Not that long ago Bill Gates said that “the internet is becoming the town square for the global village of tomorrow.” Although the internet has significantly impacted human communication, it is hardly the first form of mass media. More than 150 years earlier, Oliver Wendell Holmes, Sr. mimicked the tone of Gates’s remark when he called the stereograph “the card of introduction to make all mankind acquaintances” (744). Working with the Raymond Holstein Stereograph Collection at the Library Company this summer has made me think about the multiple moments throughout modern history in which new technologies have made communication more accessible to the general public. More significantly, this experience has made me ask the question: what rhetorical strategies do societies use to emphasize the beneficial aspects of media and technological revolutions?
Developed by Sir Charles Wheatstone in 1838, the stereograph was the great-grandfather of today’s 3D media. A stereograph uses two nearly identical photographs which produce the illusion of depth when viewed through a stereoviewer. In the subsequent decades, other inventors improved upon Wheatstone’s design resulting in the commercialization of stereo photography.
Beginning in the middle of the 19th century, the stereograph quickly became a form of easily accessible media in the United States. While the daguerreotype, an early one-of-a-kind photographic process, used expensive silver plates, many early creators of stereograph views took advantage of paper processes like the albumen print, which allowed for multiple copies of an image. As a result, stereograph views had relatively low prices that increased both their production quantity and the size of their audience. Additionally, the mass-produced photographs facilitated a shift in subject matter. While many daguerreotypes were portraits of the wealthy and their families, many stereo photographers captured the images of landscapes and cityscapes to sell to the general public. The stereograph was one of the first technologies that allowed Americans to affordably glimpse the world around them from their home.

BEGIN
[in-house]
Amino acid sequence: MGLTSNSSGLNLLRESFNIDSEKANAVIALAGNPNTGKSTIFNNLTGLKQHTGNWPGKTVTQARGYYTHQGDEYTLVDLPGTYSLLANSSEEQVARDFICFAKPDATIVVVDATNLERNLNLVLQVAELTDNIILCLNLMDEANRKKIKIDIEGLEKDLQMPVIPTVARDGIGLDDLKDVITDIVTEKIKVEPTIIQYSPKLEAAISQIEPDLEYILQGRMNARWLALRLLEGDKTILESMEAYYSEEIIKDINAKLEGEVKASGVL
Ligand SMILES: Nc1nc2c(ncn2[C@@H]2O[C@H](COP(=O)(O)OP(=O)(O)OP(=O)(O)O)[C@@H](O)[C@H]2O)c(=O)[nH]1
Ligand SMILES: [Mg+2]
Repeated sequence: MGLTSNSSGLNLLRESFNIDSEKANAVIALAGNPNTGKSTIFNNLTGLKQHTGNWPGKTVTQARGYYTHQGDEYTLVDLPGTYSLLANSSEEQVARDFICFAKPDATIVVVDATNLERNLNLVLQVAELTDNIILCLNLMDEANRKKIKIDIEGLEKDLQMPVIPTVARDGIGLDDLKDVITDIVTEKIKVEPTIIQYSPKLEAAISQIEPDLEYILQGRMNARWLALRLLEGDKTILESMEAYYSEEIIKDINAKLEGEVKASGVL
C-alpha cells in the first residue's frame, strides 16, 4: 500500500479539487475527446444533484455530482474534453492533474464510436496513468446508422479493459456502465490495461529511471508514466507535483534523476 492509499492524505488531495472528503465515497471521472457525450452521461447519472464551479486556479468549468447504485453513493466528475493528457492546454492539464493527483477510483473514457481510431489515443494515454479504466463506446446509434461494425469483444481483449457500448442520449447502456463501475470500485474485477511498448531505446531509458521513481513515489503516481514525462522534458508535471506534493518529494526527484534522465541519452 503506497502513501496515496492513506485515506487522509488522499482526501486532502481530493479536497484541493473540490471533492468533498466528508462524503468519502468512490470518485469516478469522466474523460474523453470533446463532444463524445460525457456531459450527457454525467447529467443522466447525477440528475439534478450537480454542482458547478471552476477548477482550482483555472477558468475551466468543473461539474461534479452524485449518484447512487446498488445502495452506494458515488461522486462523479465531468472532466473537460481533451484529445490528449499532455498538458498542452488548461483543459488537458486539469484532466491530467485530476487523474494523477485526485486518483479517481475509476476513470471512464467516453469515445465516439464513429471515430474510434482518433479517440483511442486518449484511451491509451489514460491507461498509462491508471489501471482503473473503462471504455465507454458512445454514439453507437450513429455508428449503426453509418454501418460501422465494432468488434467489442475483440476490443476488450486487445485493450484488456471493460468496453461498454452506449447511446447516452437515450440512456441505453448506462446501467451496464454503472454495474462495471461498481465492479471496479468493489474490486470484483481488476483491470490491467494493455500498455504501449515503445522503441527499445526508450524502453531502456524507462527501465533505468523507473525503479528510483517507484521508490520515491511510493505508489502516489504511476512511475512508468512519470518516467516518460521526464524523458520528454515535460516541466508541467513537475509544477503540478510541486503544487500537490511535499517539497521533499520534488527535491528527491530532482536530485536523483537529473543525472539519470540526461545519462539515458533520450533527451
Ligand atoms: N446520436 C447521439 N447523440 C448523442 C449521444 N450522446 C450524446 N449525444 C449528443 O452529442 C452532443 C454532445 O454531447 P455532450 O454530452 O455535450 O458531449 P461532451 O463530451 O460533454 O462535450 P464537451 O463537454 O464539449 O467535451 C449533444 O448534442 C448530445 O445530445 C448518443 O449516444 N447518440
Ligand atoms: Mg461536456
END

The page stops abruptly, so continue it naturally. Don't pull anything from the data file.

Although changes in production helped the stereograph become a new mass media, it rested upon journalists, writers, and intellectuals to make it a symbol of positive societal advancement. As Edward W. Earle argues, in 19th-century America the stereograph gained ideological prominence through its association with the already celebrated ideal of mass democracy. Earle writes that “anything which allowed for the participation of more than one class came to be labeled democratic…A realistic social ramification of democratic tendencies was greater accessibility to information in the form of books, magazines, newspapers, and pictures” (9). For writers like Holmes, the varied views of stereographs offered a new and affordable form of visual education. With stereographs, more Americans could learn about the world through images and then make informed decisions that contributed to running the republic.
A stereograph card showing an affluent middle-class woman using a stereograph viewer in her parlor. Title: “The Stereograph as an Educator.” Creator: Underwood & Underwood, circa 1901. loc.gov/pictures/resource/ppmsca.08781/